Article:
Thus, there are many notable differences between applying TQM in manufacturing and service sectors. While the foundational principles are the same, and TQM can be applied in any sphere (as evidenced by the fact that the Baldrige award is conferred in business, health care, education, and nonprofit sectors), there are some sensitivities to be kept in mind when analyzing companies in the service sector. They will be elaborated on in the process of presenting the results of interviews with Mantra Group’s managers.


Company Analysis

This part of the paper applies the theoretical models presented in the previous section to analyzing management practices and TQM at a Mantra Group’s hotel. While benchmarking is also an aspect of TQM, several examples of best practices from the most successful hotels worldwide will be discussed.

Applying both models to analyzing how Mantra Group incorporates TQM in its service delivery, it is first of all necessary to look at top management commitment response (or leadership in the Balridge model). Managers at Mantra on Queen were well aware of the fact that they should make improving hotel services their primary objective. They have reported that the quality of hotel services is on agenda at every high-level meeting and that they devote their personal time, attention, and resources to improving quality. This is very much in line with Witt and Muhlemann’s (1994) suggestion that “[t]op management should demonstrate con­tinuously total commitment to quality and this should be used in part to motivate the rest of staff” (p. 422).

As for the second element of Lakhe and Mohanty’s (1995) model (or process management in the Balridge model), product and process improvement at Mantra on Queen always starts with identifying major problems with a particular service and looking for effective ways of correcting them. Quality control is implemented for all services, from reception to catering. In extensive discussions about standardization of services, the managers have acknowledged that the three brands the company operates are very different, and the organization’s structure, polices and procedures, training programs, corporate culture, and product offerings are modified for each brand. However, inside each of the three brands, a high level of standardization is seen as desirable. These findings are in line with Witt and Muhlemann’s (1994) observation that processes should be “standardized wherever possible to ensure consistency of delivery but not to the extent of losing competitive advantage, or in conflict with the organization’s strategy” (p. 422).

Finding the right balance between standardization and flexibility of services is a well-known dilemma in the service sector. As Carman and Langeard (1980) warn, “[s]tandardization and specialization create a working environment that lacks flexibility, and any adjustment of the offering is a difficult and hazardous task” (pp. 8-9). When asked to comment on the issue, the managers have reported facing this dilemma. However, they believe that standardization is key to customer retention, since returning customers can be sure they receive the same service as last time if they choose a familiar brand. Thus, a conclusion can be made that if effective process standardization can be achieved without compromising quality and flexibility, it enhances organization’s competitive edge. For instance, Avant Hotel in the UK, the first hotel to received British Quality Standard 5750, focused on “quality specification for each product, determined assignable causes of error and identified ways of improving product performance” (Motwani, Kumar & Youssef 1996, p. 9).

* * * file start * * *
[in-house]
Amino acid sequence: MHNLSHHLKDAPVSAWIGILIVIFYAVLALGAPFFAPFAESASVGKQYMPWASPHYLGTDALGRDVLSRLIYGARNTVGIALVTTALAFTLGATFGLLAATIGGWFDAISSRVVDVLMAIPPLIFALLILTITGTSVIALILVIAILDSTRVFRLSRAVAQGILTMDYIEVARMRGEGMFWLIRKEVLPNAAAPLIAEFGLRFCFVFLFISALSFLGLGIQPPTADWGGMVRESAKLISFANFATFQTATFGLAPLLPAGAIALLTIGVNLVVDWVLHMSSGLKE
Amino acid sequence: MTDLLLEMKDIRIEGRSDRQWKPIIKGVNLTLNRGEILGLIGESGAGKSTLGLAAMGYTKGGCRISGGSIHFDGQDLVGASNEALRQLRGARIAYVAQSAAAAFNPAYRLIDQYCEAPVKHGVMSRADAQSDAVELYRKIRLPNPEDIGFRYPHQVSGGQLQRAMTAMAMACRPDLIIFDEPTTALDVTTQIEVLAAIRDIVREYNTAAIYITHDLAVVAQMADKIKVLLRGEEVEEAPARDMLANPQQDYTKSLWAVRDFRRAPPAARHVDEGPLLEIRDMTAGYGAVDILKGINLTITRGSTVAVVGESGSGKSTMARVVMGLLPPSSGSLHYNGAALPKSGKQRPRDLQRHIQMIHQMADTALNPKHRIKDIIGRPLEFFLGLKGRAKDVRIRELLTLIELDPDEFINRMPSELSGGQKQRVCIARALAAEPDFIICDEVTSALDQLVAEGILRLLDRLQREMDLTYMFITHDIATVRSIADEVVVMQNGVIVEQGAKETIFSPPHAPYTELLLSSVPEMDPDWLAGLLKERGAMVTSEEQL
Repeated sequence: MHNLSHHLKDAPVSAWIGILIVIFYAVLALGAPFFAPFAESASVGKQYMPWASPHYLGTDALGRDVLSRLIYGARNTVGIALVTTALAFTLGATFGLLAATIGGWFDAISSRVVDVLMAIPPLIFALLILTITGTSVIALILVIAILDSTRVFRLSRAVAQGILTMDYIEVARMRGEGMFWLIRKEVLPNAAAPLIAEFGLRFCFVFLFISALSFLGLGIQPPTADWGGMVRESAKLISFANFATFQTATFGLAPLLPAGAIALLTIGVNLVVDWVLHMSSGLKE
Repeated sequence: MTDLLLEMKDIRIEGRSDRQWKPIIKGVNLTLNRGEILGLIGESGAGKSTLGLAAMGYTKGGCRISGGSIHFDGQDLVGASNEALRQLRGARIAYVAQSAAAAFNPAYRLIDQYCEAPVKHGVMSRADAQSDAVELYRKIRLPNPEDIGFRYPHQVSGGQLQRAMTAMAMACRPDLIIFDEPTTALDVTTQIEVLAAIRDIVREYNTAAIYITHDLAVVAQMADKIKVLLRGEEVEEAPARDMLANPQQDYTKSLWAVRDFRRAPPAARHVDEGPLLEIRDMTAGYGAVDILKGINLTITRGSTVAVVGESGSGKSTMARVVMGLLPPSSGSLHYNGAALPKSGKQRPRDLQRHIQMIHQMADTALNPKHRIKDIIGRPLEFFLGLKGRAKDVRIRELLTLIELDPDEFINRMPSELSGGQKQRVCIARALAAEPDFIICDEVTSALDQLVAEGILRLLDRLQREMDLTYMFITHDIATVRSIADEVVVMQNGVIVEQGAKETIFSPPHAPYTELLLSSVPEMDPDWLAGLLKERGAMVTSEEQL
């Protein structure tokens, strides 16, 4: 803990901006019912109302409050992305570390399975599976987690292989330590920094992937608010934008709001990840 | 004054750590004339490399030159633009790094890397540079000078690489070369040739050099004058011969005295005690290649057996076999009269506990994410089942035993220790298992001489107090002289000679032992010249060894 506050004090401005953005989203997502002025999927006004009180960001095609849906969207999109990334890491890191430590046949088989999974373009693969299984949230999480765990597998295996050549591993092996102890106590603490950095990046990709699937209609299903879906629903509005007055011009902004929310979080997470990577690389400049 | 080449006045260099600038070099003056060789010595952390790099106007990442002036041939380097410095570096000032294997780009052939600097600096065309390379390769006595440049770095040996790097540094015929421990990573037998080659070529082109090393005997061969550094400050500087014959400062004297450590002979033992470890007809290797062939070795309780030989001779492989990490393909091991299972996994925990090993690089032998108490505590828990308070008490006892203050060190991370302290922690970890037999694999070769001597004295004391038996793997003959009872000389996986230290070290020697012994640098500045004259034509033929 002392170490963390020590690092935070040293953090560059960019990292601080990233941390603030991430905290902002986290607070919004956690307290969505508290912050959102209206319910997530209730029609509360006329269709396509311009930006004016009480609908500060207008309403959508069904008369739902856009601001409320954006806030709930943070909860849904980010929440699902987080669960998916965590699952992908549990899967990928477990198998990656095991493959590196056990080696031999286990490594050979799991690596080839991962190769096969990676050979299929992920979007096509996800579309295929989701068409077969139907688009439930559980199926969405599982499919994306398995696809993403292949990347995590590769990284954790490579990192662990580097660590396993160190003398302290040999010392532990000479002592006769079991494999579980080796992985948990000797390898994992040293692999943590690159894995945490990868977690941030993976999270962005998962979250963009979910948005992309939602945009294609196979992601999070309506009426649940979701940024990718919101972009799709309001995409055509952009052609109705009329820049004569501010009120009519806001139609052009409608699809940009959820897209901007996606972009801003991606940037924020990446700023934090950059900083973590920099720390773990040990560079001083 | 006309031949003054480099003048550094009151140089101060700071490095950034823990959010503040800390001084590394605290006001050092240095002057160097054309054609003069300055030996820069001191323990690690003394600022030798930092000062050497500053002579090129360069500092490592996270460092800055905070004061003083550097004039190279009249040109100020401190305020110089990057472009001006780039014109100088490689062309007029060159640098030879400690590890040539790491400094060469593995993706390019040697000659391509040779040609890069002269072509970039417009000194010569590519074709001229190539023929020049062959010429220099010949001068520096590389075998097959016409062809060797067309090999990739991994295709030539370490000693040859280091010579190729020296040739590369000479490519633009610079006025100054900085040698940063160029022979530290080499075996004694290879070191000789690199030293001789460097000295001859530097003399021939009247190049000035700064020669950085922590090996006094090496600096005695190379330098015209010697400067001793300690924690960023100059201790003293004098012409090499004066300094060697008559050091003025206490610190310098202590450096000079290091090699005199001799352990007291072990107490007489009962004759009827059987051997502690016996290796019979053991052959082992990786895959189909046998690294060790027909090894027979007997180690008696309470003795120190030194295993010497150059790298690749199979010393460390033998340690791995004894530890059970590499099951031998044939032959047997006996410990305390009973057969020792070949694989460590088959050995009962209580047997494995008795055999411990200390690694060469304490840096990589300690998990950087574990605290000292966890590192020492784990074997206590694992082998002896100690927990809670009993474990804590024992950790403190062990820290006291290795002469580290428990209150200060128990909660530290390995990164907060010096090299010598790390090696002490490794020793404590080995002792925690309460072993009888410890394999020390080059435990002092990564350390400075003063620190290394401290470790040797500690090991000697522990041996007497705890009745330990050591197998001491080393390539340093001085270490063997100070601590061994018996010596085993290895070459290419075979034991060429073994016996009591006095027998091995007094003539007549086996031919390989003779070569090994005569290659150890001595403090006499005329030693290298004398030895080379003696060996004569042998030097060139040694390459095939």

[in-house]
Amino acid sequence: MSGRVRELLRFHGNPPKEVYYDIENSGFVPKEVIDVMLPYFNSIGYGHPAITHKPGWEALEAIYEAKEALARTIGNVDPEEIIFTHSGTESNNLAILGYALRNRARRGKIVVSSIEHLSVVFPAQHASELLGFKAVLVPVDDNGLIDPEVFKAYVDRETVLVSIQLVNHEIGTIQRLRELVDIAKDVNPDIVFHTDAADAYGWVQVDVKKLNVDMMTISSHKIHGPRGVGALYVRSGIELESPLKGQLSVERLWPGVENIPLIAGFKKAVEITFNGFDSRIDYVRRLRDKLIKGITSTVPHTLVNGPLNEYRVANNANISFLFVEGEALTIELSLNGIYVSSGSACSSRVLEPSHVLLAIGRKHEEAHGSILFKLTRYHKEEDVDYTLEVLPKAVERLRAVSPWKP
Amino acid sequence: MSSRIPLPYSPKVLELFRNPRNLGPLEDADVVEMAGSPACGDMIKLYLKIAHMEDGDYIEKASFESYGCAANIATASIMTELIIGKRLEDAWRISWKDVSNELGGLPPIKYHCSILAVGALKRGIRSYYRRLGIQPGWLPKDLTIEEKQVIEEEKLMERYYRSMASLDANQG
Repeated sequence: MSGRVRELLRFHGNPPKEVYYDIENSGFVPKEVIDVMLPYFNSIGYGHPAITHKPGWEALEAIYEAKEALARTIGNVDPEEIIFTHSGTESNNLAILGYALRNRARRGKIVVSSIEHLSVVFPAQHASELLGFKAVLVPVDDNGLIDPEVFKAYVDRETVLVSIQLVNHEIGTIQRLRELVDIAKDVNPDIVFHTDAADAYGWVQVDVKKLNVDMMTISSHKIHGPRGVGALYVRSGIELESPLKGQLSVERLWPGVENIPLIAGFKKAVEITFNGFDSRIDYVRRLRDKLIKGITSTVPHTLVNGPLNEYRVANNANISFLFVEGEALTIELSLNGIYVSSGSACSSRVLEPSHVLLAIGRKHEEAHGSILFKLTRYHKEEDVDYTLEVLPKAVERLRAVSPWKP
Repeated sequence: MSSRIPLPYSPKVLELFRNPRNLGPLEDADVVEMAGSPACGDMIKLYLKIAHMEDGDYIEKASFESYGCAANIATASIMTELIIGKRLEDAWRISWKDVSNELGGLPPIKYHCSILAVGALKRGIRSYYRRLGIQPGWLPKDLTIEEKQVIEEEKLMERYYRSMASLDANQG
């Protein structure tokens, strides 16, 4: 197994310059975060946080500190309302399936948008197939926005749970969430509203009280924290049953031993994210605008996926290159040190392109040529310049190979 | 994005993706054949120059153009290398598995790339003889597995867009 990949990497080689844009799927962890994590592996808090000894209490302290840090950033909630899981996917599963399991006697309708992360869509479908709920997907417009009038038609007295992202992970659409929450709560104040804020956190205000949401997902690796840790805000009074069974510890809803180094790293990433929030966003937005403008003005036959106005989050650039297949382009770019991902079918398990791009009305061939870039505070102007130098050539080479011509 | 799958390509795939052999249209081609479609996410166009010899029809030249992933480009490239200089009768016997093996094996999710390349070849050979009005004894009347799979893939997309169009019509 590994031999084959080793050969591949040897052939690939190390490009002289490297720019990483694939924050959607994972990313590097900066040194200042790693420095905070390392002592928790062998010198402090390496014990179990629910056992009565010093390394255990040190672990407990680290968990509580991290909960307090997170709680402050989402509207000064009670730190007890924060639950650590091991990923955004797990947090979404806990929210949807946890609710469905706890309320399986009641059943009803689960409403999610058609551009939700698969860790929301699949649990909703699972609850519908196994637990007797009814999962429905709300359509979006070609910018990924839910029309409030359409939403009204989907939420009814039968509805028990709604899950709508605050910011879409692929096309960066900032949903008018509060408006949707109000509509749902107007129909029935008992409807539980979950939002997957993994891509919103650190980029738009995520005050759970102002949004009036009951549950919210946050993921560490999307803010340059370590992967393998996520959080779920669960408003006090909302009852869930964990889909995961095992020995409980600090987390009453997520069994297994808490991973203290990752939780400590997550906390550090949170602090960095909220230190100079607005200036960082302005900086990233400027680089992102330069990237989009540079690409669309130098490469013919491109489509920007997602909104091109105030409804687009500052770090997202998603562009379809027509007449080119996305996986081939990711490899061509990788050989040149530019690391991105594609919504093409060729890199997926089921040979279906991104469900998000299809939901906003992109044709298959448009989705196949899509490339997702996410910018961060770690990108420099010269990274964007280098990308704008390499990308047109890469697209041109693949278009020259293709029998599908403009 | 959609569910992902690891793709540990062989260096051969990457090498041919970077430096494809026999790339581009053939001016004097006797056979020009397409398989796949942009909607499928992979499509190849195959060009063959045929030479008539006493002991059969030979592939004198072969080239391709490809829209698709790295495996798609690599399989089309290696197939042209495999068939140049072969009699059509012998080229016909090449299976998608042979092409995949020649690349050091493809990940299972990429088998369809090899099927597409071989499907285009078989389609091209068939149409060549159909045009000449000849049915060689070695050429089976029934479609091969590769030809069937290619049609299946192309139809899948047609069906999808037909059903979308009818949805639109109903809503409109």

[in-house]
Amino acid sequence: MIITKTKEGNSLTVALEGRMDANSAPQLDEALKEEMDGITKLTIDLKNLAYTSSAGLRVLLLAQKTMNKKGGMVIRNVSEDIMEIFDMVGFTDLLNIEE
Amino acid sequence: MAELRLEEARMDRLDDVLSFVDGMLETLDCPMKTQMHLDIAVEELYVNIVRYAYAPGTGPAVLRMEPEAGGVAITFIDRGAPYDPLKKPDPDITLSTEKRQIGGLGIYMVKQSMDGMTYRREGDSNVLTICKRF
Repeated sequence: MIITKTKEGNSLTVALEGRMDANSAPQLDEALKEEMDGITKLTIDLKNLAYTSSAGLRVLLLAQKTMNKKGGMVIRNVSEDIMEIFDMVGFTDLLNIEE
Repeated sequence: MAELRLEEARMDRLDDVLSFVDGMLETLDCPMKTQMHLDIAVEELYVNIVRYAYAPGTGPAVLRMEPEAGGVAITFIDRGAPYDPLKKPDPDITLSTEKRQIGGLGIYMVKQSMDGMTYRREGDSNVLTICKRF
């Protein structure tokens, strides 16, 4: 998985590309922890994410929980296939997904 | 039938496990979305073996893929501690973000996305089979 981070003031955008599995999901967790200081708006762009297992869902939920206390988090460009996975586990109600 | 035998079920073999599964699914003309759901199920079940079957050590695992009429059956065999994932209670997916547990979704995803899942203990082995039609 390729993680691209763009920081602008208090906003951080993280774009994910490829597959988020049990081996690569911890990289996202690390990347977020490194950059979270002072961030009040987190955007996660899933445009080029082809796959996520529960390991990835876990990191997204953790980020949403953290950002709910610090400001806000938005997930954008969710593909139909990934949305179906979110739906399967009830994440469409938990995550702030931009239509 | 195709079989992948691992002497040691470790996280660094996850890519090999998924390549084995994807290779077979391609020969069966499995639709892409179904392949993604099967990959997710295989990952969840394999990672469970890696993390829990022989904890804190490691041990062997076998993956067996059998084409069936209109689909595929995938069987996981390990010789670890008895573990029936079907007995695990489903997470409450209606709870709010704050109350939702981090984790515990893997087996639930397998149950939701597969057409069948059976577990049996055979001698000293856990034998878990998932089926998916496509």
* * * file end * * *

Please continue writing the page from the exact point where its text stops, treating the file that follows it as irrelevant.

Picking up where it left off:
The next principle in Lakhe and Mohanty’s (1995) model is customer orientation response (or customer focus in the Baldrige criteria), which implies motivating hotel staff to provide exceptional customer services. A sense of strategic direction, organizational alignment, and focus on effectiveness should be developed in all employees. The managers have reported treating customer complaints very seriously: employee’s contract can be terminated if they treat customers in a disrespectful or neglectful manner.

Moving on to other elements of Lakhe and Mohanty’s (1995) model, human resource excellence (or workforce focus in the Baldrige model) at Mantra on Queen is achieved through training employees in both technical and interpersonal skills. It is of vital importance that hotel staff speaks other languages in addition to English. The managers have reported encouraging their employees to enroll in language classes by a variety of means. Unfortunately, all of these measures are rather informal; they are not institutionalized yet. While Mantra Group’s top management believes that English is sufficient for most hotel employees, managers of individual facilities often try to hire staff with specific language skills that are needed in their locality or train employees in such languages. In such a way, personal development of employees is linked to the development of the company.

The managers have reported that reasonably quick career progress is possible at the Mantra Group. Most of the interviewees have started at one of Group’s hotels as junior employees and became middle or senior management within five, ten, or fifteen years. They have voiced a general satisfaction with their company’s corporate culture. A productive corporate culture is of paramount importance for TQM. Fostering a sense of belonging and increasing productivity can be achieved through “employee share-ownership, quality circles and excellence teams, joint labor-management consultative committees, autonomous work groups and other forms of worker participation” (Baldacchino, 1995, p. 68).